Whether you’re harvesting straight from the garden or buying fresh produce, there’s nothing like preserving summer’s bounty to enjoy throughout the year. In Drink the Harvest (Storey Publishing, 2014), authors Nan K. Chase and DeNeice C. Guest, share techniques and recipes for turning fruits, vegetables and herbs into delicious beverages to drink fresh or preserve for later. This Watermelon-Mint Syrup Recipe from chapter 6, “Creating Garden Syrups,” pairs these two summer favorites for amazing results.
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What a great taste combo! The result is unique and worthwhile, for the watermelon takes some of the sugary sweetness out of all-mint syrup and adds a shade of vegetable-patch summer flavor.
It’s important to skim the foam off the top of this syrup for the clearest product possible.
Watermelon-Mint Syrup Recipe
• 1 whole small watermelon or a 1/2 large watermelon (approximately 8 cups of fruit, enough to produce 4 cups of strained liquid), with rind removed and cut into chunks
• 1/2 cup mint leaves, stripped of stems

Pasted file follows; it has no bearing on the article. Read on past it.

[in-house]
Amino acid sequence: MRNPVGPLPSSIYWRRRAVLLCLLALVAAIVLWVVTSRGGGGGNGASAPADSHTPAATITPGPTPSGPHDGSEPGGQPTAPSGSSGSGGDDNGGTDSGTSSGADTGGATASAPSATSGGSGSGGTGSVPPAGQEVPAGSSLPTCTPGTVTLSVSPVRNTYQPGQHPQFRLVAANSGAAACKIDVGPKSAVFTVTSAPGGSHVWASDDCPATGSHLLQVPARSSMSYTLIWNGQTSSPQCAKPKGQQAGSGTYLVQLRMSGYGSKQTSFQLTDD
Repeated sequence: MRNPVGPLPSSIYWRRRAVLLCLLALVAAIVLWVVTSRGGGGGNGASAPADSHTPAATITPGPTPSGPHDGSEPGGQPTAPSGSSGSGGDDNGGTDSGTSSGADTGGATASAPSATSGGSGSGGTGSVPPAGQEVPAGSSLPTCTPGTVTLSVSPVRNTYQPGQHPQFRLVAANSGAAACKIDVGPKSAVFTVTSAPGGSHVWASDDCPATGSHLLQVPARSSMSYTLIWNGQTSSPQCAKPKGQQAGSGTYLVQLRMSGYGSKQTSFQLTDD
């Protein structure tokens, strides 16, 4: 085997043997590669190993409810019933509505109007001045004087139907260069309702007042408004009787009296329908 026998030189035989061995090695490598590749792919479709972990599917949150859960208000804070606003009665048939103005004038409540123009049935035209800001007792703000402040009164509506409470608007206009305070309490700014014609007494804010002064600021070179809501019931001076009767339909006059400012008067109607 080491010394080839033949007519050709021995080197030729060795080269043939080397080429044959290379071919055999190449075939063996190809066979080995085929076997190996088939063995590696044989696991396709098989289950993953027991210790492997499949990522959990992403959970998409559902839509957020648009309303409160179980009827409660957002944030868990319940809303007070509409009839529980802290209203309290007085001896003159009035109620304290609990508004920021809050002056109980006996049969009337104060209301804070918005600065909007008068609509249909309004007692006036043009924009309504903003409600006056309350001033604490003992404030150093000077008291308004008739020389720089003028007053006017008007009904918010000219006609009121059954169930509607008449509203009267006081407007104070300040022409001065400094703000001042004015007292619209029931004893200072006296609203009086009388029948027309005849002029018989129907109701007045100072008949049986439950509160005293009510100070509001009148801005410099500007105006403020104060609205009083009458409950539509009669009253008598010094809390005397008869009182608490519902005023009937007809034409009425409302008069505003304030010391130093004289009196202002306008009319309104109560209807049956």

• 4 cups sugar
• 1/4 teaspoon ascorbic acid
1. Place the watermelon chunks, including seeds, into a food processor. Using the “pulse” setting, process until juice forms, just a few seconds. The seeds will sink to the bottom.
2. Strain 4 cups of the watermelon juice through 2 layers of dampened cheesecloth into a saucepan, and bring to a boil. Skim off any foam.
3. Remove from the heat.
4. Add the mint leaves. Cover and let steep for 20 minutes.
5. Strain the mixture again into a clean saucepan. Add the sugar and bring to a boil. Skim off any foam.
6. Add the ascorbic acid and stir.
7. Strain the contents yet again into sterilized containers, seal, and label. Watermelon pulp is hard to remove completely, so the extra straining is required for clearer syrup.
This syrup can be used immediately or stored in swing-top bottles for up to a year with ascorbic acid added, or six months without it. Store in the refrigerator for up to two weeks after opening.
Cook’s Tip: It’s not necessary to use seedless watermelon. If you use the pulse setting on your food processor to liquefy the pulp, the seeds will settle to the bottom and can be easily strained out.
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Excerpted from Drink the Harvest: Making and Preserving Juices, Wines, Meads, Teas and Ciders © by Nan K. Chase and DeNeice C. Guest, photography © by Johnny Autry, used with permission from Storey Publishing.